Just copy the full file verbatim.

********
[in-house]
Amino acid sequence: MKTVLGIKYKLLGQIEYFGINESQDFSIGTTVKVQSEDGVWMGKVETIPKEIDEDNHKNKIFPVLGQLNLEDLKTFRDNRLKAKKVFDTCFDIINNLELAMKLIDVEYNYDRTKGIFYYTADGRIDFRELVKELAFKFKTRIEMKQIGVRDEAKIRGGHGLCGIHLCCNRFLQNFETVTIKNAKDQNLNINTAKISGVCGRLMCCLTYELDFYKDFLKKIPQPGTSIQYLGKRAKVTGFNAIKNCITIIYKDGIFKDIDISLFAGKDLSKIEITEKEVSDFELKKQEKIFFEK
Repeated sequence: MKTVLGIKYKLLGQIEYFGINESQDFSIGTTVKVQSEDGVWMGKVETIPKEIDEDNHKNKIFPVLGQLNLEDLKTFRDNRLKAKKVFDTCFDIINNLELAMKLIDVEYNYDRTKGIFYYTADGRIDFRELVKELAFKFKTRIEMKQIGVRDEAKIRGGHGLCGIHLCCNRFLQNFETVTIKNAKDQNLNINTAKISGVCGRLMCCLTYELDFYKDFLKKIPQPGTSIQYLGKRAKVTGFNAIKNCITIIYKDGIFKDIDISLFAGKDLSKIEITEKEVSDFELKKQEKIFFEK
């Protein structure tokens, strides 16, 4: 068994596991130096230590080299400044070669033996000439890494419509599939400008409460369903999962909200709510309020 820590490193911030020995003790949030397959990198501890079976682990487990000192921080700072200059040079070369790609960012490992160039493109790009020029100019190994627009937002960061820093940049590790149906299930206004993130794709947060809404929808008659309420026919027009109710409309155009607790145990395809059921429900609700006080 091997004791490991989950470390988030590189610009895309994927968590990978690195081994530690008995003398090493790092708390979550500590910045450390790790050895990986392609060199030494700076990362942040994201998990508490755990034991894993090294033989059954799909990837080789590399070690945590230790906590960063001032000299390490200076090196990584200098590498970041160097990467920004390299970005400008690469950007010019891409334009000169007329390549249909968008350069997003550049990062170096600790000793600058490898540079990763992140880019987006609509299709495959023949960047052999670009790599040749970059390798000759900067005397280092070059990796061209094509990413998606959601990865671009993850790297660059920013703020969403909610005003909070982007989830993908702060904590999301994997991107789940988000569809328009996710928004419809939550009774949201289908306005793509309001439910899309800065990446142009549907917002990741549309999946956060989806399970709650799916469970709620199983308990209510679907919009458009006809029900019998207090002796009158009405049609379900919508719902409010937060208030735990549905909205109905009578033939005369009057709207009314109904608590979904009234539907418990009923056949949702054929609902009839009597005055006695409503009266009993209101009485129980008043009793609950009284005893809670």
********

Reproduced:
[in-house]
Amino acid sequence: MKTVLGIKYKLLGQIEYFGINESQDFSIGTTVKVQSEDGVWMGKVETIPKEIDEDNHKNKIFPVLGQLNLEDLKTFRDNRLKAKKVFDTCFDIINNLELAMKLIDVEYNYDRTKGIFYYTADGRIDFRELVKELAFKFKTRIEMKQIGVRDEAKIRGGHGLCGIHLCCNRFLQNFETVTIKNAKDQNLNINTAKISGVCGRLMCCLTYELDFYKDFLKKIPQPGTSIQYLGKRAKVTGFNAIKNCITIIYKDGIFKDIDISLFAGKDLSKIEITEKEVSDFELKKQEKIFFEK
Repeated sequence: MKTVLGIKYKLLGQIEYFGINESQDFSIGTTVKVQSEDGVWMGKVETIPKEIDEDNHKNKIFPVLGQLNLEDLKTFRDNRLKAKKVFDTCFDIINNLELAMKLIDVEYNYDRTKGIFYYTADGRIDFRELVKELAFKFKTRIEMKQIGVRDEAKIRGGHGLCGIHLCCNRFLQNFETVTIKNAKDQNLNINTAKISGVCGRLMCCLTYELDFYKDFLKKIPQPGTSIQYLGKRAKVTGFNAIKNCITIIYKDGIFKDIDISLFAGKDLSKIEITEKEVSDFELKKQEKIFFEK
């Protein structure tokens, strides 16, 4: 068994596991130096230590080299400044070669033996000439890494419509599939400008409460369903999962909200709510309020 820590490193911030020995003790949030397959990198501890079976682990487990000192921080700072200059040079070369790609960012490992160039493109790009020029100019190994627009937002960061820093940049590790149906299930206004993130794709947060809404929808008659309420026919027009109710409309155009607790145990395809059921429900609700006080 091997004791490991989950470390988030590189610009895309994927968590990978690195081994530690008995003398090493790092708390979550500590910045450390790790050895990986392609060199030494700076990362942040994201998990508490755990034991894993090294033989059954799909990837080789590399070690945590230790906590960063001032000299390490200076090196990584200098590498970041160097990467920004390299970005400008690469950007010019891409334009000169007329390549249909968008350069997003550049990062170096600790000793600058490898540079990763992140880019987006609509299709495959023949960047052999670009790599040749970059390798000759900067005397280092070059990796061209094509990413998606959601990865671009993850790297660059920013703020969403909610005003909070982007989830993908702060904590999301994997991107789940988000569809328009996710928004419809939550009774949201289908306005793509309001439910899309800065990446142009549907917002990741549309999946956060989806399970709650799916469970709620199983308990209510679907919009458009006809029900019998207090002796009158009405049609379900919508719902409010937060208030735990549905909205109905009578033939005369009057709207009314109904608590979904009234539907418990009923056949949702054929609902009839009597005055006695409503009266009993209101009485129980008043009793609950009284005893809670």